Secret Revelations About Dieppe


Winston Churchill believed the results of Canada's raid on Dieppe, France justified the heavy cost. Many Canadians would disagree. But Churchill may have known a secret about Dieppe. A secret so vital to the Allied cause that obtaining it would shorten the war. We hear how newly accessed documents may transform our understanding of one of Canada's darkest days. News Promo: New research has upset everything we thought we knew about the disastrous allied raid on the port of Dieppe in the Second World War.

Part Two of The Current

Secret Revelations About Dieppe - Military Historian David O'Keefe

We started this segment with a clip from CBC Radio's Robert Bowman trying hard to sound hopeful on a day of national despair. Just hours before, more than 6000 soldiers, most of them Canadian, raided the French coastal town of Dieppe. In less than six hours, 60 per cent of the infantrymen were dead, injured or captured. 907 Canadians died that day.

It was seventy years ago this Sunday that Ron Beal's landing craft headed towards Dieppe's gravely beach. He remembers thinking Dieppe had an ominous name. Ron Beal is a veteran of the Royal Regiment of Canada and a survivor of the raid on Dieppe. We aired a clip.

Dieppe's cliffs rise up like a tombstone in Canadian history. So many lost in an operation that seemed rushed, under supplied, and not particularly tactical. But my next guest believes there was a very good motive for the raid -- but not one you've ever heard before, because until recently it was top secret.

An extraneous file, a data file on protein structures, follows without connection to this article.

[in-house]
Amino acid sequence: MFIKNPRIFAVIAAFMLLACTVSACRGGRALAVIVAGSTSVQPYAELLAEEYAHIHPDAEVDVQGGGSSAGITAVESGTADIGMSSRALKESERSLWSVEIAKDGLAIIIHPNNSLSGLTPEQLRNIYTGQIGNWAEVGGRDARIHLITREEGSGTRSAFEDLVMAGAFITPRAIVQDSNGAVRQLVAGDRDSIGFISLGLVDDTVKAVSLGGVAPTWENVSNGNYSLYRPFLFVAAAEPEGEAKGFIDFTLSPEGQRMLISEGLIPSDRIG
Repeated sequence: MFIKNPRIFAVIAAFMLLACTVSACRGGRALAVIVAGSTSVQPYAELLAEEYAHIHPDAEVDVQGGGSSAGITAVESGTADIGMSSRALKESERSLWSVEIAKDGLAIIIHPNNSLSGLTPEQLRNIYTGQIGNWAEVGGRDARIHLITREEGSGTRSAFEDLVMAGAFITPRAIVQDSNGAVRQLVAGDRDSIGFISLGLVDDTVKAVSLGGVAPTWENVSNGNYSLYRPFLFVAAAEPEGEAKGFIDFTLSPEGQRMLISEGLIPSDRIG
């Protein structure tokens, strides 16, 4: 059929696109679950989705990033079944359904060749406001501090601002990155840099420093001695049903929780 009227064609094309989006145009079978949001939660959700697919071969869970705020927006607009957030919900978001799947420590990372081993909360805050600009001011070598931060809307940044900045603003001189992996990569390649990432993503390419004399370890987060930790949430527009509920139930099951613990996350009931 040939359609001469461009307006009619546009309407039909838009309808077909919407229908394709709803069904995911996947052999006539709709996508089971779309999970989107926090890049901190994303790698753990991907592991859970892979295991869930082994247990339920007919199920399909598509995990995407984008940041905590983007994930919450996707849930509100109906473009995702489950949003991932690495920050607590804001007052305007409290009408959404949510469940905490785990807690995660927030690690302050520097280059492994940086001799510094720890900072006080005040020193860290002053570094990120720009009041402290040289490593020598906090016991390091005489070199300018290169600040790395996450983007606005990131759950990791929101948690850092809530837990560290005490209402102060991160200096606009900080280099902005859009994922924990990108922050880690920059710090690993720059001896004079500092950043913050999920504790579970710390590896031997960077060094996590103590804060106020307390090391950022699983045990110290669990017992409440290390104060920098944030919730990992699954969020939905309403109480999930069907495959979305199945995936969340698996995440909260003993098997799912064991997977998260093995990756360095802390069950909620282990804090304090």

Military historian David O'Keefe has spent the past 15 years analyzing recently declassified documents. He believes his research will forever change the way the raid is understood. His work will be featured in the documentary Dieppe Uncovered, which airs on History this Sunday night .

Today David O'Keefe is in Dieppe, near the same beach where the allied troops landed almost 70 years ago. He is based in Montreal.

The documentary Dieppe Uncovered airs this Sunday night on History.

This segment was produced by The Current's Pedro Sanchez.

Last Word - Ian Fleming

We've been talking today about the Dieppe raid and the role Ian Fleming played as Intelligence Officer. After the war, Fleming lived in Jamaica where he wrote a series of spy novels that enjoyed some success. He was asked how he came up with the name of his most famous character.

Was it a fellow comrade-in-arms? The code name of a fondly remembered place? A talisman to conjure an old affaire-de-coeur? Nnnnnnope. On today's Last word, Ian Fleming explaining how 007 got his name.

Other segment from today's show:

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